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Buffalo shooting: The shooter aimed to keep killing if he escaped


BUFFALO, NY-

The white gunman accused of massacring 10 black people in a racist rampage at a Buffalo supermarket planned to continue killing if he escaped, the police commissioner said Monday, as the possibility of a crime federal hate or domestic terrorism charges loomed.

The shooter, who had traveled across the state to target people at Tops Friendly Market, had also spoken of shooting at another store, Buffalo Police Commissioner Joseph Gramaglia told CNN.

“He was going to get in his car and keep going down Jefferson Avenue and keep doing the same thing,” the commissioner said.

The commissioner’s account was similar to excerpts from a racist 180-page document, allegedly written by Payton Gendron, which stated that the assault was intended to terrorize all non-whites and non-Christians and drive them out of the country. . Federal authorities were working to confirm the authenticity of the document.

Gendron, 18, traveled about 200 miles (320 kilometers) from his home in Conklin, New York, to carry out the attack, police said. Authorities said he wielded an AR-15-style rifle, wore a body armor and used a helmet camera to live-stream the bloodbath on the internet.

Federal prosecutors have said they are considering federal hate crime charges in the case.

Former Buffalo Fire Marshal Garnell Whitfield Jr., who lost his 86-year-old mother, Ruth Whitfield, in the shooting, asked how the country could allow its history of racially motivated killings to repeat itself.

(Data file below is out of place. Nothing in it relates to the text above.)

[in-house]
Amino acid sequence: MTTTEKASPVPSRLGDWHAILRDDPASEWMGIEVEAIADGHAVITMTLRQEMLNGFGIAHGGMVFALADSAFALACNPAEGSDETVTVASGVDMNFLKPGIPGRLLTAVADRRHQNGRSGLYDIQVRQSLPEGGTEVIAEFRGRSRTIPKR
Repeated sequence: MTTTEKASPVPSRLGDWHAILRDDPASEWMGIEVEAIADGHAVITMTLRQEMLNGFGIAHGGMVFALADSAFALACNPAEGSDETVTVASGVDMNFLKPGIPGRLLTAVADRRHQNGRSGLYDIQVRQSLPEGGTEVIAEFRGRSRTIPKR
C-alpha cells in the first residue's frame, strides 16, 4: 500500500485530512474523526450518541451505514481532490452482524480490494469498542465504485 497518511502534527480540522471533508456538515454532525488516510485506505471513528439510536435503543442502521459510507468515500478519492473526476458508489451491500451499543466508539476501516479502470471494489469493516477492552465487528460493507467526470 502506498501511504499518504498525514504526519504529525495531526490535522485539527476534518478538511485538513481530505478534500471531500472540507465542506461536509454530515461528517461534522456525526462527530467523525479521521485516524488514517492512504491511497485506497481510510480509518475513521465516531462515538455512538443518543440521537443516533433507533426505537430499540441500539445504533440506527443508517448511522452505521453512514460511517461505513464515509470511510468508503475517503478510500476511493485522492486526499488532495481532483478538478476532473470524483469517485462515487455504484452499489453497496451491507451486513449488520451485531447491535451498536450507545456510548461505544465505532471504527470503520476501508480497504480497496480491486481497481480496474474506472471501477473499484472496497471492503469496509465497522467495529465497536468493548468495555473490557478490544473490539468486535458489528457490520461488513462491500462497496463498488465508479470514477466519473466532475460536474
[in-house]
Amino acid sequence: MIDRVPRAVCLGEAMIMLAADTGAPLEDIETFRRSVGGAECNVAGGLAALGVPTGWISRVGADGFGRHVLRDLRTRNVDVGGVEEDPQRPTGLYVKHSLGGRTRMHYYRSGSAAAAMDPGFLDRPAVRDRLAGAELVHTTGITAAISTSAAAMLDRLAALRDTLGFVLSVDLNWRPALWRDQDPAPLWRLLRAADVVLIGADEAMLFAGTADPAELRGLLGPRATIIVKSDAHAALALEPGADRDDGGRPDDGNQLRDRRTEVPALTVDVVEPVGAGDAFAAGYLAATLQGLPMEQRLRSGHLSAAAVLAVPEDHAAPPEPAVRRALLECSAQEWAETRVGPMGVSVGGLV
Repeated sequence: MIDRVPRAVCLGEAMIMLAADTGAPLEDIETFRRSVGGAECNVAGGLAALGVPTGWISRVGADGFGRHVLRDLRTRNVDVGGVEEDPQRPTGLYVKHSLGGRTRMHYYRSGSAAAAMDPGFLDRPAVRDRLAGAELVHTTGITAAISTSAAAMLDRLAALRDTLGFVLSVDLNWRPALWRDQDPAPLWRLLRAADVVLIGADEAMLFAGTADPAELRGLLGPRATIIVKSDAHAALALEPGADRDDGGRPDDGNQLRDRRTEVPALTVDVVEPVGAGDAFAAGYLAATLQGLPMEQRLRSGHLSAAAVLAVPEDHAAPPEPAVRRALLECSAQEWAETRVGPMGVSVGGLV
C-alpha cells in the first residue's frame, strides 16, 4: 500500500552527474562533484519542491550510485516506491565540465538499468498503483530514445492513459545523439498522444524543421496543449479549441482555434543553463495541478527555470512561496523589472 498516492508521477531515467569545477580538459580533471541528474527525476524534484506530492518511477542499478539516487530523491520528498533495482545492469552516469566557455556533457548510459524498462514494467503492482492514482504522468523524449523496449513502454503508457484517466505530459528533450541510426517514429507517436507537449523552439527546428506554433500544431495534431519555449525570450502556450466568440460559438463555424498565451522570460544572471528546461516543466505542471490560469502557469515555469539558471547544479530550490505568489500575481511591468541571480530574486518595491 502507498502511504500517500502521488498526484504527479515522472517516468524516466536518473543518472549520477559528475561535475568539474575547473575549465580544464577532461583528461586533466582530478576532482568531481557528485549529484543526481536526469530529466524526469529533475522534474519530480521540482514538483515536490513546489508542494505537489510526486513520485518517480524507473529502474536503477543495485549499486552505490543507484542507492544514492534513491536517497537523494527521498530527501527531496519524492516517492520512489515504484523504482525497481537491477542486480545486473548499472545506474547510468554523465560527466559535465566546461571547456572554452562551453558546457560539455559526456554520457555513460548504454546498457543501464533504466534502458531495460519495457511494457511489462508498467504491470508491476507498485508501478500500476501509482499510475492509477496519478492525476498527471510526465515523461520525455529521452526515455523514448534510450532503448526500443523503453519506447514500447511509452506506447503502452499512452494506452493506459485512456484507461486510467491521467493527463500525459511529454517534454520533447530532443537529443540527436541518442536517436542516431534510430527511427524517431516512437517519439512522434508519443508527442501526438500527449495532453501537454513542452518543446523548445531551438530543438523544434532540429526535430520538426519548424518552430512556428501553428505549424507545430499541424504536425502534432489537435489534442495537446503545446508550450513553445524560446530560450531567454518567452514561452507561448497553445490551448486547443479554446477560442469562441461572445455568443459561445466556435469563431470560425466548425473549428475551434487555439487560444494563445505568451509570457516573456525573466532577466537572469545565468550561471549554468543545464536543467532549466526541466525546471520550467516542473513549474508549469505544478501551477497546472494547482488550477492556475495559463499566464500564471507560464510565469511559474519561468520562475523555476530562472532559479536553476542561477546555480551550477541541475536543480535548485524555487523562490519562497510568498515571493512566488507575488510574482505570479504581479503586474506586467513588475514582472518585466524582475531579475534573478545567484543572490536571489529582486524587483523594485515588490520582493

“We don’t just suffer. We are angry. We are crazy. It shouldn’t have happened. We do our best to be good citizens, to be good people. We believe in God. We trust Him. We treat people with decency and we even love our enemies,” Whitfield said during a press conference with civil rights lawyer Ben Crump and others.

“And you expect us to keep doing it over and over – over and over, forgive and forget,” he continued. “While the people we elect and trust in office in this country are doing their best not to protect us, not to see us as equals.”

Whitfield’s mother was killed after visiting her husband daily at a nursing home.

“How do I tell her she’s gone?” Even less that it passed into the hands of a white supremacist? From a terrorist? A bad person who is allowed to live among us? said Whitfield.

Among the victims were also a man buying a cake for his grandson; a church deacon helping people get home with their groceries; and a supermarket security guard.

The bloodshed in Buffalo was the deadliest in a spate of weekend shootings, including at a California church and a Texas flea market.

Law enforcement officials said Sunday that New York State Police troopers were called to Gendron High School last June for a report that the 17-year-old had made threatening statements. The threat was “general” in nature and not race-related, Gramaglia said.